Jennifer Woyach, MD, discusses the adverse events that differentiate the toxicity profiles of the treatments that are available in the frontline setting for patients with chronic lymphocytic leukemia.
Jennifer Woyach, MD, associate professor, Department of Internal Medicine, The Ohio State University Comprehensive Cancer Center–James, discusses the adverse events (AEs) that differentiate the toxicity profiles of the treatments that are available in the frontline setting for patients with chronic lymphocytic leukemia (CLL).
With BTK inhibitors, specifically ibrutinib (Imbruvica), the long-term safety profiles are known, Woyach notes. The toxicities of concern with these therapies include atrial arrhythmias, which occurs in about 10% to 15% of patients with CLL. Grade 3 or greater hypertension can also occur, but that happens more frequently with longer duration of therapy. Other AEs that are less dangerous but more common include arthralgias, fatigue, and upper-respiratory infections.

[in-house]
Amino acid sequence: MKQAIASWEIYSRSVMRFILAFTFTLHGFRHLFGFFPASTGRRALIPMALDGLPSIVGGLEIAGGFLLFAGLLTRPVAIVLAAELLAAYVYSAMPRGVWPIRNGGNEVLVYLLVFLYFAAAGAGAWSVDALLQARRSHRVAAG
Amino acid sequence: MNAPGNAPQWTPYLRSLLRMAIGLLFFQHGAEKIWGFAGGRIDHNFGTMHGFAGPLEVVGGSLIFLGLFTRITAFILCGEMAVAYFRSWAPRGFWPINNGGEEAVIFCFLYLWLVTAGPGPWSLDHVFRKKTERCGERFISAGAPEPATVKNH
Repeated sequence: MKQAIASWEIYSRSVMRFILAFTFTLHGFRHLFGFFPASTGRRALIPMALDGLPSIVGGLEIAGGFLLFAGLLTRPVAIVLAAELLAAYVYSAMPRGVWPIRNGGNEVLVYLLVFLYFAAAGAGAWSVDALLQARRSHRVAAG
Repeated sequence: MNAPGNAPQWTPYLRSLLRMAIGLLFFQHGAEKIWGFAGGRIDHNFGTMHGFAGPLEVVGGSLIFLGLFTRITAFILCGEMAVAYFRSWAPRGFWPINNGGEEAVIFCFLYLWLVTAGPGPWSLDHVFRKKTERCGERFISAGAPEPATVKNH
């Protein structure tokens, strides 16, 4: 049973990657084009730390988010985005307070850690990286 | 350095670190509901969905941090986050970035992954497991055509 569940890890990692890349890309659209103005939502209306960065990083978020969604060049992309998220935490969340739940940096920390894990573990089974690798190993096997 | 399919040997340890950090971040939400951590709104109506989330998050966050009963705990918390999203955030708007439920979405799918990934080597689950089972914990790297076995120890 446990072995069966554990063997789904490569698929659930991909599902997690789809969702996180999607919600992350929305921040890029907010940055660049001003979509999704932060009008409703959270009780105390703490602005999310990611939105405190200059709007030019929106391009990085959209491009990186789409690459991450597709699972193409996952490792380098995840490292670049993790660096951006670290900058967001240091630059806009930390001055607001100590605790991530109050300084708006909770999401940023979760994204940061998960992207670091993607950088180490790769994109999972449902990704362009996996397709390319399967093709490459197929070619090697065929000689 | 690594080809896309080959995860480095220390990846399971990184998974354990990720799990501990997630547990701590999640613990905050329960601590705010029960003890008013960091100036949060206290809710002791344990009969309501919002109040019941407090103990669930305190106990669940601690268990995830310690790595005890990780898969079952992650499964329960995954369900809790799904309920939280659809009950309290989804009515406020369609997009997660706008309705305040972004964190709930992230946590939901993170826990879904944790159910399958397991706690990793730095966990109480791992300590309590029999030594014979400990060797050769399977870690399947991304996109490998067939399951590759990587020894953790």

Atrial arrythmias may be seen with acalabrutinib (Calquence), another BTK inhibitor, but it appears to be less frequent than with ibrutinib, Woyach says. There also appears to be less bruising and less arthralgias with acalabrutinib as well. Acalabrutinib is associated with headache, but it is predominantly low grade and goes away over time.
Venetoclax (Venclexta) is associated with neutropenia, especially early on in patients with CLL. There is also risk of tumor lysis syndrome, particularly among those with the first ramp-ups. The primary concerns with chemoimmunotherapy are cytopenias, which can occur both during and prolonged after treatment. Woyach also notes that patients treated with fludarabine, cyclophosphamide, and rituximab (Rituxan) have almost a 5% risk of myelodysplastic syndrome or acute myeloid leukemia.